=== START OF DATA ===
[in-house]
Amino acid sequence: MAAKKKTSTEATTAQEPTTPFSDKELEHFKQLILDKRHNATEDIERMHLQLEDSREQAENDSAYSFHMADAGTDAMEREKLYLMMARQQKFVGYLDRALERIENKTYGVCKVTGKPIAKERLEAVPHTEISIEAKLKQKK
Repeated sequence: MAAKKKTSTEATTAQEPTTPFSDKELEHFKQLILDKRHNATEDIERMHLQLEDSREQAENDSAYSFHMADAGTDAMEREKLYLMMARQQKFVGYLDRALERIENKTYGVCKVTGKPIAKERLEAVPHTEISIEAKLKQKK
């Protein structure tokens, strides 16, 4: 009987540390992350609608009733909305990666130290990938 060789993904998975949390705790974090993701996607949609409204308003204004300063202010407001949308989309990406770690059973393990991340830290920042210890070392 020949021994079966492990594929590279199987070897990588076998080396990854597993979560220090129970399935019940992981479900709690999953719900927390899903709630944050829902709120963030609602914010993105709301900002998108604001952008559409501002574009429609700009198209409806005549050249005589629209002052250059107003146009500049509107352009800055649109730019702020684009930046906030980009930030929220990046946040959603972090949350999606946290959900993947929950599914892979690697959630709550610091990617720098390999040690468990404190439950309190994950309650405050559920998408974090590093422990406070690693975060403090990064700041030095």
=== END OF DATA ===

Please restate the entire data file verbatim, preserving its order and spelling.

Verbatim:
[in-house]
Amino acid sequence: MAAKKKTSTEATTAQEPTTPFSDKELEHFKQLILDKRHNATEDIERMHLQLEDSREQAENDSAYSFHMADAGTDAMEREKLYLMMARQQKFVGYLDRALERIENKTYGVCKVTGKPIAKERLEAVPHTEISIEAKLKQKK
Repeated sequence: MAAKKKTSTEATTAQEPTTPFSDKELEHFKQLILDKRHNATEDIERMHLQLEDSREQAENDSAYSFHMADAGTDAMEREKLYLMMARQQKFVGYLDRALERIENKTYGVCKVTGKPIAKERLEAVPHTEISIEAKLKQKK
């Protein structure tokens, strides 16, 4: 009987540390992350609608009733909305990666130290990938 060789993904998975949390705790974090993701996607949609409204308003204004300063202010407001949308989309990406770690059973393990991340830290920042210890070392 020949021994079966492990594929590279199987070897990588076998080396990854597993979560220090129970399935019940992981479900709690999953719900927390899903709630944050829902709120963030609602914010993105709301900002998108604001952008559409501002574009429609700009198209409806005549050249005589629209002052250059107003146009500049509107352009800055649109730019702020684009930046906030980009930030929220990046946040959603972090949350999606946290959900993947929950599914892979690697959630709550610091990617720098390999040690468990404190439950309190994950309650405050559920998408974090590093422990406070690693975060403090990064700041030095």